Inseparable from the liturgical tradition, religious art is seen by Orthodox Christians as a form of pictorial confession of faith and a channel of religious experience. Because icons provide direct personal contact with the holy persons represented on them, these images were objects of veneration, in either a public or private setting, and were even believed to have the ability to heal.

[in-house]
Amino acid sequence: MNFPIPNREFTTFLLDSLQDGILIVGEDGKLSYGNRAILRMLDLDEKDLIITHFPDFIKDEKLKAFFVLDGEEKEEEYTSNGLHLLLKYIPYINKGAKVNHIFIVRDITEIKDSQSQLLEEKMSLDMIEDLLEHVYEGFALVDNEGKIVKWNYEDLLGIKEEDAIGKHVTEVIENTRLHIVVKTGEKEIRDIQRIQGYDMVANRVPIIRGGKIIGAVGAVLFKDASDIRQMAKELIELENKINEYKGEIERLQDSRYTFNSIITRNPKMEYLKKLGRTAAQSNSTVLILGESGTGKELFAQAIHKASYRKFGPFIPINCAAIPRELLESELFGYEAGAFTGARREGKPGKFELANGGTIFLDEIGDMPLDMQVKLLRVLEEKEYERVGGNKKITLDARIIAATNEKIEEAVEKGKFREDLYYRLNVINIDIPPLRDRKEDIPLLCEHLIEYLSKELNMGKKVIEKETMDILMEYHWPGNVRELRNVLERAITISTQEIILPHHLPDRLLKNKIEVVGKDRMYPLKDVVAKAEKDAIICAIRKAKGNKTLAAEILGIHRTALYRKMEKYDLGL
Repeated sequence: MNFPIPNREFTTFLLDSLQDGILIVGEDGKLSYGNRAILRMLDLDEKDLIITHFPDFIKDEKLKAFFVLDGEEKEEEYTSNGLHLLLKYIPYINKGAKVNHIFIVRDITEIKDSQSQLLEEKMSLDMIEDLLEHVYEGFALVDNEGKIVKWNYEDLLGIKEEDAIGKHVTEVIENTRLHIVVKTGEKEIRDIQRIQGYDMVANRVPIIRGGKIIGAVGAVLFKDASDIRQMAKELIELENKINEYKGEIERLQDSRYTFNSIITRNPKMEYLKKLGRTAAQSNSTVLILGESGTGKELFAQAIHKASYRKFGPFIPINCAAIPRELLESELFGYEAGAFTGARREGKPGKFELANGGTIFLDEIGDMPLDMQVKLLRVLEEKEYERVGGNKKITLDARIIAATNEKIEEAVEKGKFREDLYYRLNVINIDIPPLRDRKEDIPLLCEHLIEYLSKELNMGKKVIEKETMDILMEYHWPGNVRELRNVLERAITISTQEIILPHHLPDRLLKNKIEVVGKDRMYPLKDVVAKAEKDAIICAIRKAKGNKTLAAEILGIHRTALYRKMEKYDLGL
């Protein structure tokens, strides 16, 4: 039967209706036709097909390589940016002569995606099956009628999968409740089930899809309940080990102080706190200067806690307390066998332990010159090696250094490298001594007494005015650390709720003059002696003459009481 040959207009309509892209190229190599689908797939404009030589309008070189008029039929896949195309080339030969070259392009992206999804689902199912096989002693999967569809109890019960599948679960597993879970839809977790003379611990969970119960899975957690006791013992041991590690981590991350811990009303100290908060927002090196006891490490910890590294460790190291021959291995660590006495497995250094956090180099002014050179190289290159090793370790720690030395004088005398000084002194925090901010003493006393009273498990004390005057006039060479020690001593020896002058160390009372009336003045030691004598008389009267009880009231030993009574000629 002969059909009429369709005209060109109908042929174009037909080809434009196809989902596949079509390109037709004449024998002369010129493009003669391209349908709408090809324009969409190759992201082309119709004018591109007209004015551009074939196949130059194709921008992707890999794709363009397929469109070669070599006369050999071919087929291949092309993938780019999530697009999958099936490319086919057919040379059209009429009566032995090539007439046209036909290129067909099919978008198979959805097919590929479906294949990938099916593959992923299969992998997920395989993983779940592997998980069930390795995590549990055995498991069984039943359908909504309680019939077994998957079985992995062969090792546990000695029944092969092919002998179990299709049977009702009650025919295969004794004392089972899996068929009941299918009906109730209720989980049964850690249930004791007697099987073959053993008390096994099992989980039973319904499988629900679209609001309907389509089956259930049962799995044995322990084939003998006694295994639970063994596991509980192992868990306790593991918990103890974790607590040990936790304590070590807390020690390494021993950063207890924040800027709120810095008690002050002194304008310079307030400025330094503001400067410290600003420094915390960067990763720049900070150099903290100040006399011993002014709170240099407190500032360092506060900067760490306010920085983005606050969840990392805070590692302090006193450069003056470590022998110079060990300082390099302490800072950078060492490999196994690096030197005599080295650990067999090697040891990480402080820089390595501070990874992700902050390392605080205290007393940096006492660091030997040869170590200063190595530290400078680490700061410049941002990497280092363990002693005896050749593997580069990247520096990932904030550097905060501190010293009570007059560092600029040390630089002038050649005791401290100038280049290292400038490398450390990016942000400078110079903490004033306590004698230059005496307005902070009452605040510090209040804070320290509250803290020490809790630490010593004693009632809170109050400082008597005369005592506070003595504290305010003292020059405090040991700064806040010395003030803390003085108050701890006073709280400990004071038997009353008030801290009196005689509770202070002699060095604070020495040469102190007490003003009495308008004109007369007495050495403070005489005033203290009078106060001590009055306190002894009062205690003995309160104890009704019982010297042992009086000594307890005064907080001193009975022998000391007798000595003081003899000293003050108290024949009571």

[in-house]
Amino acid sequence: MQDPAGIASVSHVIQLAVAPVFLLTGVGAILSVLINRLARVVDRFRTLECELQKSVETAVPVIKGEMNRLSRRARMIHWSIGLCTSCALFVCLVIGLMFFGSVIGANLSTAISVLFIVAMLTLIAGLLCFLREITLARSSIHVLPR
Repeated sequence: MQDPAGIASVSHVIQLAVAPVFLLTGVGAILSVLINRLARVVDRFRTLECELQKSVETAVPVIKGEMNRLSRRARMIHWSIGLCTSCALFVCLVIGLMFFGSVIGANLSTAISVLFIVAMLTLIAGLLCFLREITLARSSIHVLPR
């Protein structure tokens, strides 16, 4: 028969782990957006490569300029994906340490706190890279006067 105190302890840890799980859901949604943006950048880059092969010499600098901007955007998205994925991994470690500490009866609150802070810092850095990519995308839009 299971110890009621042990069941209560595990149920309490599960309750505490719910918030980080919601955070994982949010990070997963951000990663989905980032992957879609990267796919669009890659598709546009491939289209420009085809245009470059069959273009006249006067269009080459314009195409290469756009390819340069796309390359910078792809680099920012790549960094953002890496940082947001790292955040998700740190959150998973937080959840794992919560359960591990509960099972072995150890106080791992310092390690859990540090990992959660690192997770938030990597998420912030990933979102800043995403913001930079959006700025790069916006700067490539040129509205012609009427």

The majority of this icon is covered in a gilded brass oklad, a treatment traditionally reserved for only the most sacred icons. The brass has been molded in a technique known by the French term repoussé to reproduce the folds of his drapery as well as the mass of the book he holds. Only the painted body of Christ has not been covered. This adds a tremendous softness and warm to his flesh. Although he is depicted as Christ Pantocrator, the awesome ruler of the universe, there is also something quite human and sympathetic in his appearance. He gazes at us with huge chestnut eyes, holding the Bible in one hand and forming a sign of benediction in the other. He is a shepherd guiding the prayers of his flock of followers towards heaven. This is a powerful, touching icon. We are naturally drawn to the figure of Christ, towards his eyes, and he welcomes us. He is both simultaneously divine and human. We naturally identify with his humanity and aspire towards his divinity. Through proper veneration, this icon will bring the worshipper that much closer toward heaven and God.